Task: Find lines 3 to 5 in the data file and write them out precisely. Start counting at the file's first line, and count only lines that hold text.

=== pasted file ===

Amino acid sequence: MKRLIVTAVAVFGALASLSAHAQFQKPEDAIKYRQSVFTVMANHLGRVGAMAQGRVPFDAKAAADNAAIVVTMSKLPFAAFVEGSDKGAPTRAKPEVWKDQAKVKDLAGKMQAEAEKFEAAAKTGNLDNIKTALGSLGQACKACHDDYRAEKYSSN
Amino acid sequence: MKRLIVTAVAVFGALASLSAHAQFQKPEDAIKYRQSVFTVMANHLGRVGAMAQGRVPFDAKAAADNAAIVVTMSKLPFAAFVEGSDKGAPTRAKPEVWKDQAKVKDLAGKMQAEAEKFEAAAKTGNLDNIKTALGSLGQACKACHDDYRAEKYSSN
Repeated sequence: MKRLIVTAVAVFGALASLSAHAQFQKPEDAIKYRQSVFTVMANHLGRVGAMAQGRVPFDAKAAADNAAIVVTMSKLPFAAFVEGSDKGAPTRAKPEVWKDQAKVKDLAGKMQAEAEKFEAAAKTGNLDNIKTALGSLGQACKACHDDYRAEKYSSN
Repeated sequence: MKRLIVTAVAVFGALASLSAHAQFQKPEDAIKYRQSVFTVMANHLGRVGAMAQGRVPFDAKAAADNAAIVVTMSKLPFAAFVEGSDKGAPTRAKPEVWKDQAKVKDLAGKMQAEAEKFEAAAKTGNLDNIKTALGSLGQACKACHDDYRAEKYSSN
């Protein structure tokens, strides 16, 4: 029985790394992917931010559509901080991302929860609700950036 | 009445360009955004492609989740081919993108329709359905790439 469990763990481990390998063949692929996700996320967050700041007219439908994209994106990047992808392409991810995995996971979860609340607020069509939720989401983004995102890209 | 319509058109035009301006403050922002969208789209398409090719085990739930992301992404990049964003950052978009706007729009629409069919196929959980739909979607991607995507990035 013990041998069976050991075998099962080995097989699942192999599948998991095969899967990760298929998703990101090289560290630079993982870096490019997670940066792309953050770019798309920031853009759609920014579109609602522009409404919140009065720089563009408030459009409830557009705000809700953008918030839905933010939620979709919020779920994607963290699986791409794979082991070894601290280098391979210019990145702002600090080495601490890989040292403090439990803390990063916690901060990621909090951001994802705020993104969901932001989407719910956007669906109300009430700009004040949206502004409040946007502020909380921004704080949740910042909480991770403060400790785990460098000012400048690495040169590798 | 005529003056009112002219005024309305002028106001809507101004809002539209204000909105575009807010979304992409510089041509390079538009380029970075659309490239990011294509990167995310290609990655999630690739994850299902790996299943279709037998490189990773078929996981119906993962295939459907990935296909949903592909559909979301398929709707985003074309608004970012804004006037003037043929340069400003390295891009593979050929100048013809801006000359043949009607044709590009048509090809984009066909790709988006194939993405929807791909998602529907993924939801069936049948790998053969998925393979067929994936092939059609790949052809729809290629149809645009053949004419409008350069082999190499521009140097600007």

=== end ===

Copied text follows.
Repeated sequence: MKRLIVTAVAVFGALASLSAHAQFQKPEDAIKYRQSVFTVMANHLGRVGAMAQGRVPFDAKAAADNAAIVVTMSKLPFAAFVEGSDKGAPTRAKPEVWKDQAKVKDLAGKMQAEAEKFEAAAKTGNLDNIKTALGSLGQACKACHDDYRAEKYSSN
Repeated sequence: MKRLIVTAVAVFGALASLSAHAQFQKPEDAIKYRQSVFTVMANHLGRVGAMAQGRVPFDAKAAADNAAIVVTMSKLPFAAFVEGSDKGAPTRAKPEVWKDQAKVKDLAGKMQAEAEKFEAAAKTGNLDNIKTALGSLGQACKACHDDYRAEKYSSN
């Protein structure tokens, strides 16, 4: 029985790394992917931010559509901080991302929860609700950036 | 009445360009955004492609989740081919993108329709359905790439 469990763990481990390998063949692929996700996320967050700041007219439908994209994106990047992808392409991810995995996971979860609340607020069509939720989401983004995102890209 | 319509058109035009301006403050922002969208789209398409090719085990739930992301992404990049964003950052978009706007729009629409069919196929959980739909979607991607995507990035 013990041998069976050991075998099962080995097989699942192999599948998991095969899967990760298929998703990101090289560290630079993982870096490019997670940066792309953050770019798309920031853009759609920014579109609602522009409404919140009065720089563009408030459009409830557009705000809700953008918030839905933010939620979709919020779920994607963290699986791409794979082991070894601290280098391979210019990145702002600090080495601490890989040292403090439990803390990063916690901060990621909090951001994802705020993104969901932001989407719910956007669906109300009430700009004040949206502004409040946007502020909380921004704080949740910042909480991770403060400790785990460098000012400048690495040169590798 | 005529003056009112002219005024309305002028106001809507101004809002539209204000909105575009807010979304992409510089041509390079538009380029970075659309490239990011294509990167995310290609990655999630690739994850299902790996299943279709037998490189990773078929996981119906993962295939459907990935296909949903592909559909979301398929709707985003074309608004970012804004006037003037043929340069400003390295891009593979050929100048013809801006000359043949009607044709590009048509090809984009066909790709988006194939993405929807791909998602529907993924939801069936049948790998053969998925393979067929994936092939059609790949052809729809290629149809645009053949004419409008350069082999190499521009140097600007």